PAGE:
Thai firm alleges Indonesia refuses to settle after years of dispute and Bt70 billion suit filed in Court
THE INDONESIAN government and Thailand’s PTT Exploration and Production plc (PTTEP) are locked in a multi-billion-baht legal dispute over alleged environmental and other damages resulting from the massive 2009 Montara oil spill affecting Indonesia’s territorial waters.
The company has suggested that the Jakarta government did not cooperate in settling the dispute out of court.
Indonesia filed a lawsuit in a Jakarta court recently against PTTEP and its subsidiary, PTTEP Australasia (Ashmore Cartier), or PTTEP AA, seeking US$2 billion (Bt70 billion) in compensation.
PTTEP AA operated the Montara oil field north of Australia and adjacent to Indonesian waters.
Its parent firm PTTEP said yesterday that PTTEP AA had taken immediate action to tackle the consequences of the oil spill in 2009.
In coordination with the Australian government, independent environmental specialists were commissioned to evaluate the impact of the massive spill. However, study results allegedly showed that there were no environmental or ecological impacts in Australian or Indonesian waters.
The company said satellite images, trajectory modelling and other scientific methods were used in the evaluation process in which most of the oil spill did not reach Australian or Indonesian shores.
However, in 2010, the Indonesian government began seeking compensation for alleged environmental and fishery damages from PTTEP and PTTEP AA resulting from the spill.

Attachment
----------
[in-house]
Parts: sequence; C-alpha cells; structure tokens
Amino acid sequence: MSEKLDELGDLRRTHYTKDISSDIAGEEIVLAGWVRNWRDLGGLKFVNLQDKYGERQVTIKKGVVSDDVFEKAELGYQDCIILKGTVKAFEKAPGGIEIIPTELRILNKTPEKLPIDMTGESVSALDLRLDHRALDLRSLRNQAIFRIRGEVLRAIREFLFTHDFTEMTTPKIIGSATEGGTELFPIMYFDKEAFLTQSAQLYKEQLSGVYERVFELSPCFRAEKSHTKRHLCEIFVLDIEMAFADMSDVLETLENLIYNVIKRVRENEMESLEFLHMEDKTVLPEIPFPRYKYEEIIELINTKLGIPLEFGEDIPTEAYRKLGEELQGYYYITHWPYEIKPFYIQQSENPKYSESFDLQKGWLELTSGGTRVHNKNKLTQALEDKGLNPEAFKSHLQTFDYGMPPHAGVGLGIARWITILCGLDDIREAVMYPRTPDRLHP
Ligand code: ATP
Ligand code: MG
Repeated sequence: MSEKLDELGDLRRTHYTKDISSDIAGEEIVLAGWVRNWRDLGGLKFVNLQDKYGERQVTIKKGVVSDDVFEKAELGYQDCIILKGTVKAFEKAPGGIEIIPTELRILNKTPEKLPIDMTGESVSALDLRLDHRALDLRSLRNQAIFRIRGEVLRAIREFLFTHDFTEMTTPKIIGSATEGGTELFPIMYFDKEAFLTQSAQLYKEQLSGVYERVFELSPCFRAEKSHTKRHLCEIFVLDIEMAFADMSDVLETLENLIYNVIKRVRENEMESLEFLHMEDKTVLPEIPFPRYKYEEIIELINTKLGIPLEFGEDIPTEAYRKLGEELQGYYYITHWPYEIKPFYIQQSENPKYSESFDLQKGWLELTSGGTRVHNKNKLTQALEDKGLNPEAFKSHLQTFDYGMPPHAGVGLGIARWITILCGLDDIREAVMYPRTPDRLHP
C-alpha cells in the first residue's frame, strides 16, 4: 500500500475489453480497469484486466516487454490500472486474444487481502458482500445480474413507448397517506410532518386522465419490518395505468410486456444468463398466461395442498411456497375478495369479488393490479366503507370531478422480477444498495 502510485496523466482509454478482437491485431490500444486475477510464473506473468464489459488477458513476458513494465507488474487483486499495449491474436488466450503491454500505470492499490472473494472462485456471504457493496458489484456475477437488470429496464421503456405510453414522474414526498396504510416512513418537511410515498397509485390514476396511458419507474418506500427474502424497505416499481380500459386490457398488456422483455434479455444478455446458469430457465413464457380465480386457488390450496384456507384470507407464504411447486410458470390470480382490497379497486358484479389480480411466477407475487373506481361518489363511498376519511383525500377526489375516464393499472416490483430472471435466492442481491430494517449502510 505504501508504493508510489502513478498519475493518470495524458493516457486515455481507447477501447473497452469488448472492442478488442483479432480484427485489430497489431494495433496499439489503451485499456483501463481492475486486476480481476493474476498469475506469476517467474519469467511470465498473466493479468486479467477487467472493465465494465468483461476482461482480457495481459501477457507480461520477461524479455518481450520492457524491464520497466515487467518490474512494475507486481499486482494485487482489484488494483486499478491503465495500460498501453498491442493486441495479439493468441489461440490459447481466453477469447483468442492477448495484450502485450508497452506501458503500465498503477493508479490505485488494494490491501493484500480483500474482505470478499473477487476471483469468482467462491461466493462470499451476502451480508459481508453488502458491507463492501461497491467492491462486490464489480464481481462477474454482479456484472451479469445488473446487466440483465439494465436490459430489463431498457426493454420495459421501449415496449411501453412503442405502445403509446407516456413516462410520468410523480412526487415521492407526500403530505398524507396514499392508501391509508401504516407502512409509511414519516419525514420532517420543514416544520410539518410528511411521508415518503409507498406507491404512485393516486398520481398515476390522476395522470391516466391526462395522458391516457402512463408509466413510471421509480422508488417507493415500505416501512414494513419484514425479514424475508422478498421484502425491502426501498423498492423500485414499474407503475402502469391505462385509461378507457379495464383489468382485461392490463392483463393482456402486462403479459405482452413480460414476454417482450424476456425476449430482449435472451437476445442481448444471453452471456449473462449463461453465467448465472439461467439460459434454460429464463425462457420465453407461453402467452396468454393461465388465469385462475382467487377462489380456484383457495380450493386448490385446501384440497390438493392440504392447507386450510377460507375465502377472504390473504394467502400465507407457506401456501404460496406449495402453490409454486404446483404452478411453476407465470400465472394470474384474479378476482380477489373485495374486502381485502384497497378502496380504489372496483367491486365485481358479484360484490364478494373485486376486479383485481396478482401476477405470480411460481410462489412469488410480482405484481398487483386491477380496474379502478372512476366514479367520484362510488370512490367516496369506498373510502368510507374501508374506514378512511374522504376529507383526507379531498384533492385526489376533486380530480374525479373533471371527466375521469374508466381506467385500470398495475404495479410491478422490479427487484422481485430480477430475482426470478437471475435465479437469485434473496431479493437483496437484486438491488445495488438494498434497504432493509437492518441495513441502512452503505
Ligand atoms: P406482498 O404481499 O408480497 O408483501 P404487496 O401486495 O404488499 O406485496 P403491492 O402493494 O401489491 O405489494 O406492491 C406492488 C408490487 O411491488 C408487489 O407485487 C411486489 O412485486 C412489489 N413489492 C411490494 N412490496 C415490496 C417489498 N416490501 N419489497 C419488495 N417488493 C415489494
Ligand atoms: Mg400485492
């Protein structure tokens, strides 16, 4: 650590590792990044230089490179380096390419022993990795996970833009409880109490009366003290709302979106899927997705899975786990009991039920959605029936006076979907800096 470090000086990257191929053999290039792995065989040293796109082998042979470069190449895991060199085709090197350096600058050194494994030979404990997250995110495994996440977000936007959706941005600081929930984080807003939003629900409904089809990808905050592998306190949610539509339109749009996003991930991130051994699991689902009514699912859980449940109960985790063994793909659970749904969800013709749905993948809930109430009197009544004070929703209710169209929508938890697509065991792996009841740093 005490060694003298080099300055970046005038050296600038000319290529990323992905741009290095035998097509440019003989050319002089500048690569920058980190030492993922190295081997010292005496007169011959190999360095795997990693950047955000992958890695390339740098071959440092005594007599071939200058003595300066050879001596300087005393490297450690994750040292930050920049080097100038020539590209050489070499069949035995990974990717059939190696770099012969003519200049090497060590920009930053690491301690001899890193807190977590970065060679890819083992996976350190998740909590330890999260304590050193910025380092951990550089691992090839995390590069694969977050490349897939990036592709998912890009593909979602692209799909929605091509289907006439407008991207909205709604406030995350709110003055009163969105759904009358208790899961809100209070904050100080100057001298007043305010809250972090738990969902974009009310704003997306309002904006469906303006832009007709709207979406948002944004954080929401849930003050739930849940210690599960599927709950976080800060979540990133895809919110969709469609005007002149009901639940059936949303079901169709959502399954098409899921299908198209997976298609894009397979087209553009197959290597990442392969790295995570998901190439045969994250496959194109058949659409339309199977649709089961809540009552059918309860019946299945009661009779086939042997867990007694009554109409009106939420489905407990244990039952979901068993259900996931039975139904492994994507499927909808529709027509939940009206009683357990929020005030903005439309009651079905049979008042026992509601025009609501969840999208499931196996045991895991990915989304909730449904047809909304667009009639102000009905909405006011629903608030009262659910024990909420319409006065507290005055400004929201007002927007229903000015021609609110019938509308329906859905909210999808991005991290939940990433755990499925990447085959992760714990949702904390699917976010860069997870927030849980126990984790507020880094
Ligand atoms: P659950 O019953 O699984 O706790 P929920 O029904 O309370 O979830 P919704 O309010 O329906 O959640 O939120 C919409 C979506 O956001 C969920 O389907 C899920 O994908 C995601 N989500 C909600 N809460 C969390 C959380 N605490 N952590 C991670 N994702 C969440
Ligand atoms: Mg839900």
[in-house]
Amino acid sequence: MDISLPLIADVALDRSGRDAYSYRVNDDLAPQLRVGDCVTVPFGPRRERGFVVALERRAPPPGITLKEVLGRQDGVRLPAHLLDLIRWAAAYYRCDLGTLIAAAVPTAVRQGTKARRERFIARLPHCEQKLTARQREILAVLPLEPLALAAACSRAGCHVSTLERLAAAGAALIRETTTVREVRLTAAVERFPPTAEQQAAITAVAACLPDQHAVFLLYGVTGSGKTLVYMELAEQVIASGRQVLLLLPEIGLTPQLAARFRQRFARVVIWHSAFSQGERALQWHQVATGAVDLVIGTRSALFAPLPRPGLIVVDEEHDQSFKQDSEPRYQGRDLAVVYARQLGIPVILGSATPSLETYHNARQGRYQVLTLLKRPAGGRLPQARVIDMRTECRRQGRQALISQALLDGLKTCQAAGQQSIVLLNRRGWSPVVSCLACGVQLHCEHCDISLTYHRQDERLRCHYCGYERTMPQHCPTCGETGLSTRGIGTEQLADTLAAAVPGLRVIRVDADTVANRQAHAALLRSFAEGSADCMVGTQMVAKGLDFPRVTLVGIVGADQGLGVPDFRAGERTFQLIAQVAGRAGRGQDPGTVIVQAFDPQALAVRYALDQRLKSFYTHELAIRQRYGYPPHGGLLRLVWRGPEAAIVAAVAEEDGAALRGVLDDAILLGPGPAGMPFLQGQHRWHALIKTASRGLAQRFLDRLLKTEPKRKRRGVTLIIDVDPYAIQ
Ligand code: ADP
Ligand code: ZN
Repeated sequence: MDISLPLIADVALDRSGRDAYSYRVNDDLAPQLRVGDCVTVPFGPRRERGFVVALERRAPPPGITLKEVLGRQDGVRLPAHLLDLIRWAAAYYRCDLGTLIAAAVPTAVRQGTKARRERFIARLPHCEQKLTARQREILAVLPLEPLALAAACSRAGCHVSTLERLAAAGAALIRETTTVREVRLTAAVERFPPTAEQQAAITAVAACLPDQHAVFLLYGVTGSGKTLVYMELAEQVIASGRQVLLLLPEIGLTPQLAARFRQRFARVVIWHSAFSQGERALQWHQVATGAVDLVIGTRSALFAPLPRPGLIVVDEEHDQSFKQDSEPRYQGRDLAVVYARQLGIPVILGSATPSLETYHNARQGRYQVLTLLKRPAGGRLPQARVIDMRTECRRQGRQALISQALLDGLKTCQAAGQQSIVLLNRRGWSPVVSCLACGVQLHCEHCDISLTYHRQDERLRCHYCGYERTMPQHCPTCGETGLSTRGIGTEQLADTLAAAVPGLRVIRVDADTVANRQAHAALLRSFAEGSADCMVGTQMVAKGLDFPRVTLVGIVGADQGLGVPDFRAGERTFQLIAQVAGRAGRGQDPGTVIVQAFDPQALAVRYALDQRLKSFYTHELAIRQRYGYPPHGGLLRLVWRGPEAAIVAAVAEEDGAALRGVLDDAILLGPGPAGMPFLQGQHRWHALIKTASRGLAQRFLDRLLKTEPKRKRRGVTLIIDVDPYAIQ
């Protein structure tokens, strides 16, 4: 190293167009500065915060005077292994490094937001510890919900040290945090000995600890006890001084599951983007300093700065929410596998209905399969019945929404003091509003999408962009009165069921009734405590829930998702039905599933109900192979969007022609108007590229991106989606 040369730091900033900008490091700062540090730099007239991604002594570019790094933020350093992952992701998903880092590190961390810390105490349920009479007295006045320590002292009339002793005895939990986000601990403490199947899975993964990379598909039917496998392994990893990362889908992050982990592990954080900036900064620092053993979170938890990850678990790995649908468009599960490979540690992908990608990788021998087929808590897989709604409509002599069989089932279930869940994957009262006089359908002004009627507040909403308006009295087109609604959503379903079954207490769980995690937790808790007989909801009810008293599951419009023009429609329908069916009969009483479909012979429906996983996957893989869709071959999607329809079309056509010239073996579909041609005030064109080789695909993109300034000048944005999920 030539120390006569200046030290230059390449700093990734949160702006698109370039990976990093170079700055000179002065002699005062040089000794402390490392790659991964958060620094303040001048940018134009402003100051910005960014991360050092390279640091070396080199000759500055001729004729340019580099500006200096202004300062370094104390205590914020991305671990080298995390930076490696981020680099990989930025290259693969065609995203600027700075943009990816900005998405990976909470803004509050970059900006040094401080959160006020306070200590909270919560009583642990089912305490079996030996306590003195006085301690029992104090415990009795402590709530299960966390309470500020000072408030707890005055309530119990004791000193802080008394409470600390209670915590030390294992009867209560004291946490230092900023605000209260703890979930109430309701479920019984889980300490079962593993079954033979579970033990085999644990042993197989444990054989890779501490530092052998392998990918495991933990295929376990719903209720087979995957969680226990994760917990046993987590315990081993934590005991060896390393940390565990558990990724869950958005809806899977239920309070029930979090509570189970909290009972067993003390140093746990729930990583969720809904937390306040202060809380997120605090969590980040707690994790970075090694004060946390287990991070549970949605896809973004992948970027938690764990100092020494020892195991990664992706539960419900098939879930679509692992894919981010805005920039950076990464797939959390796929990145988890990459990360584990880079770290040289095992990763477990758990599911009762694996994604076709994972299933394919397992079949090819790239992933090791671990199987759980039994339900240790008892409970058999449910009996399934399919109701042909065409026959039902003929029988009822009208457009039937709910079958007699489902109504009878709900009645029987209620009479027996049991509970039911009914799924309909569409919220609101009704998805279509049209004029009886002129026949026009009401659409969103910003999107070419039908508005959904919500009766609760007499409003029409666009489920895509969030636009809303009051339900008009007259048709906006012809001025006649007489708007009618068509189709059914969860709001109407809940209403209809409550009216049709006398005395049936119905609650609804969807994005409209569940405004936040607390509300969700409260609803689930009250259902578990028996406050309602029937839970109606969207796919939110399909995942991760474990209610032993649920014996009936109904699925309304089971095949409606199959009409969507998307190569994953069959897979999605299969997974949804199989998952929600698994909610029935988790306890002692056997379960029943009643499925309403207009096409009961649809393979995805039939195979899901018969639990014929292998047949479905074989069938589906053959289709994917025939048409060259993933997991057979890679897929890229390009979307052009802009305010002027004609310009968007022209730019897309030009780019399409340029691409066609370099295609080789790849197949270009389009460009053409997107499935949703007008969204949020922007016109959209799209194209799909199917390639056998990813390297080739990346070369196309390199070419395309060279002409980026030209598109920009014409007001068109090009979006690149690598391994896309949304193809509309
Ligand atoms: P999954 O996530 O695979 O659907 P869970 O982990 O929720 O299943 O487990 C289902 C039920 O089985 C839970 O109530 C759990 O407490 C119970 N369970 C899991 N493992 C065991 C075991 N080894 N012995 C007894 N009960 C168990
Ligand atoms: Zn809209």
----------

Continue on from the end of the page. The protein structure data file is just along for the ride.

As a result, the Thai firm and its subsidiary informed Indonesia that PTTEP was ready to negotiate in good faith over any proven damages. The company said it had submitted study results from independent experts to Indonesia.
There were rounds of negotiations and an effort to sign a memorandum of understanding with the Indonesian government to settle the issue amicably, the company said.
However, Indonesian authorities reportedly did not provide detailed documents to the Thai side to prove ecological and fishery damages.
In addition, PTTEP AA officials were allegedly barred from entering areas relevant to the dispute.
According to PTTEP, it is ready to take responsibility and pay for damages if they can be proven scientifically.
However, Indonesia’s deputy minister for maritime affairs, Arif Havas Oegroseno, said the Jakarta government did not believe the Thai firm was serious in handling the issue, resulting in its decision to file the Bt70-billion lawsuit.
According to the Indonesians, an independent commission that included former Indonesian and Thai foreign ministers could not resolve the issue as PTTEP failed to show up to sign an agreement on the oil spill issue in 2012.
That failure to show, they said, constituted a “clear signal” that PTTEP was not serious in resolving the issue.
In addition, about 13,000 Indonesian seaweed farmers last August filed a $200-million Australian dollar (Bt5 billion) class action lawsuit against PTTEP AA in Sydney claiming the oil spill had devastated their livelihoods.